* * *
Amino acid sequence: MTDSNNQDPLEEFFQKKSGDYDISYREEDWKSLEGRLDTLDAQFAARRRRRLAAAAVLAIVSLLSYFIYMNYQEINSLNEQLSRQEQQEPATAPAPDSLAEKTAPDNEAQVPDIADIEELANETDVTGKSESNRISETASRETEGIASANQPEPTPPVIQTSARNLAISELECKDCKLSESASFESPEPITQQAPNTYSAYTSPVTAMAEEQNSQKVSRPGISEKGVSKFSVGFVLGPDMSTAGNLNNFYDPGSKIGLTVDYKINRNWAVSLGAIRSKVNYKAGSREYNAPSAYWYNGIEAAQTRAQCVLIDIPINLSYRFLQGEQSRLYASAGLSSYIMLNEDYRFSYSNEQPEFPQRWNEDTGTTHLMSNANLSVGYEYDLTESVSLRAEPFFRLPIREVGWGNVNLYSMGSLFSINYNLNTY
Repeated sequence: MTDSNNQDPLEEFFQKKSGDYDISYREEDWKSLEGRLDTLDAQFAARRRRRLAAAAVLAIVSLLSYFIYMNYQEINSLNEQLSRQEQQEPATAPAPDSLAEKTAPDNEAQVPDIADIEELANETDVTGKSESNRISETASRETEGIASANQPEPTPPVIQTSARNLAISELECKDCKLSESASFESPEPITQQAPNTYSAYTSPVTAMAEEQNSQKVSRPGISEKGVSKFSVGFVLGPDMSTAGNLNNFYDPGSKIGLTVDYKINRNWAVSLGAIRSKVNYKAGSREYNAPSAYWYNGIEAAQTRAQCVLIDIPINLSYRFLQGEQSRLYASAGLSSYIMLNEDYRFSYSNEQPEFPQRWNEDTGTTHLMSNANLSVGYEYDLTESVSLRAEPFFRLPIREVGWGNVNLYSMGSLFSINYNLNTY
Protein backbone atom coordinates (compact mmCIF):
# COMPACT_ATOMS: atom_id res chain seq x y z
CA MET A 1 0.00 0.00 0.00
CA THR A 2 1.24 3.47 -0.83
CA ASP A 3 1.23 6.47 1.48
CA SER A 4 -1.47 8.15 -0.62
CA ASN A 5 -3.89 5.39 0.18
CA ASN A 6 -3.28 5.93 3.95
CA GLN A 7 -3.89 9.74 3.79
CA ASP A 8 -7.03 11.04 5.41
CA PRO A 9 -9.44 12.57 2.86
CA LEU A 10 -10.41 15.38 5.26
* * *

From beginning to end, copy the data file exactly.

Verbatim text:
Amino acid sequence: MTDSNNQDPLEEFFQKKSGDYDISYREEDWKSLEGRLDTLDAQFAARRRRRLAAAAVLAIVSLLSYFIYMNYQEINSLNEQLSRQEQQEPATAPAPDSLAEKTAPDNEAQVPDIADIEELANETDVTGKSESNRISETASRETEGIASANQPEPTPPVIQTSARNLAISELECKDCKLSESASFESPEPITQQAPNTYSAYTSPVTAMAEEQNSQKVSRPGISEKGVSKFSVGFVLGPDMSTAGNLNNFYDPGSKIGLTVDYKINRNWAVSLGAIRSKVNYKAGSREYNAPSAYWYNGIEAAQTRAQCVLIDIPINLSYRFLQGEQSRLYASAGLSSYIMLNEDYRFSYSNEQPEFPQRWNEDTGTTHLMSNANLSVGYEYDLTESVSLRAEPFFRLPIREVGWGNVNLYSMGSLFSINYNLNTY
Repeated sequence: MTDSNNQDPLEEFFQKKSGDYDISYREEDWKSLEGRLDTLDAQFAARRRRRLAAAAVLAIVSLLSYFIYMNYQEINSLNEQLSRQEQQEPATAPAPDSLAEKTAPDNEAQVPDIADIEELANETDVTGKSESNRISETASRETEGIASANQPEPTPPVIQTSARNLAISELECKDCKLSESASFESPEPITQQAPNTYSAYTSPVTAMAEEQNSQKVSRPGISEKGVSKFSVGFVLGPDMSTAGNLNNFYDPGSKIGLTVDYKINRNWAVSLGAIRSKVNYKAGSREYNAPSAYWYNGIEAAQTRAQCVLIDIPINLSYRFLQGEQSRLYASAGLSSYIMLNEDYRFSYSNEQPEFPQRWNEDTGTTHLMSNANLSVGYEYDLTESVSLRAEPFFRLPIREVGWGNVNLYSMGSLFSINYNLNTY
Protein backbone atom coordinates (compact mmCIF):
# COMPACT_ATOMS: atom_id res chain seq x y z
CA MET A 1 0.00 0.00 0.00
CA THR A 2 1.24 3.47 -0.83
CA ASP A 3 1.23 6.47 1.48
CA SER A 4 -1.47 8.15 -0.62
CA ASN A 5 -3.89 5.39 0.18
CA ASN A 6 -3.28 5.93 3.95
CA GLN A 7 -3.89 9.74 3.79
CA ASP A 8 -7.03 11.04 5.41
CA PRO A 9 -9.44 12.57 2.86
CA LEU A 10 -10.41 15.38 5.26